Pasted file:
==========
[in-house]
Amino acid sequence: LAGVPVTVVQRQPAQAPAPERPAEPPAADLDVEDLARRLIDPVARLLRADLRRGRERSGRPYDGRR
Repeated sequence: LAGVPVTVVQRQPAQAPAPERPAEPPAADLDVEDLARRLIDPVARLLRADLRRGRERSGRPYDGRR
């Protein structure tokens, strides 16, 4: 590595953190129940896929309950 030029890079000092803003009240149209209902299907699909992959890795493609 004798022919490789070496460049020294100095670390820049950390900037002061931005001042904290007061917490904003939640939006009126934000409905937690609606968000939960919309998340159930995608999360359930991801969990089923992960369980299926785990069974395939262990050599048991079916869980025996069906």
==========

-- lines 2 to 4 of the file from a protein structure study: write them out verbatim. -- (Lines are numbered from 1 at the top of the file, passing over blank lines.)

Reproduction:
Amino acid sequence: LAGVPVTVVQRQPAQAPAPERPAEPPAADLDVEDLARRLIDPVARLLRADLRRGRERSGRPYDGRR
Repeated sequence: LAGVPVTVVQRQPAQAPAPERPAEPPAADLDVEDLARRLIDPVARLLRADLRRGRERSGRPYDGRR
């Protein structure tokens, strides 16, 4: 590595953190129940896929309950 030029890079000092803003009240149209209902299907699909992959890795493609 004798022919490789070496460049020294100095670390820049950390900037002061931005001042904290007061917490904003939640939006009126934000409905937690609606968000939960919309998340159930995608999360359930991801969990089923992960369980299926785990069974395939262990050599048991079916869980025996069906």